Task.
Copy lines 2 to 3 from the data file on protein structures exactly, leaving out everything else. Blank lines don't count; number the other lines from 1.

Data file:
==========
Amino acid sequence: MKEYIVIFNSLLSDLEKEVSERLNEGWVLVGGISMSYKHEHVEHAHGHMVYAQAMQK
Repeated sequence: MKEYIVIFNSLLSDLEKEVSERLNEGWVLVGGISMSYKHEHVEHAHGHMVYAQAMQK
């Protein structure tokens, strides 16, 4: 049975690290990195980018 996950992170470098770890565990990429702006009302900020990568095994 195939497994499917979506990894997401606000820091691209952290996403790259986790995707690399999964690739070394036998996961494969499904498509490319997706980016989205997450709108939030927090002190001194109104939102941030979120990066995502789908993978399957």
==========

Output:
Repeated sequence: MKEYIVIFNSLLSDLEKEVSERLNEGWVLVGGISMSYKHEHVEHAHGHMVYAQAMQK
């Protein structure tokens, strides 16, 4: 049975690290990195980018 996950992170470098770890565990990429702006009302900020990568095994 195939497994499917979506990894997401606000820091691209952290996403790259986790995707690399999964690739070394036998996961494969499904498509490319997706980016989205997450709108939030927090002190001194109104939102941030979120990066995502789908993978399957």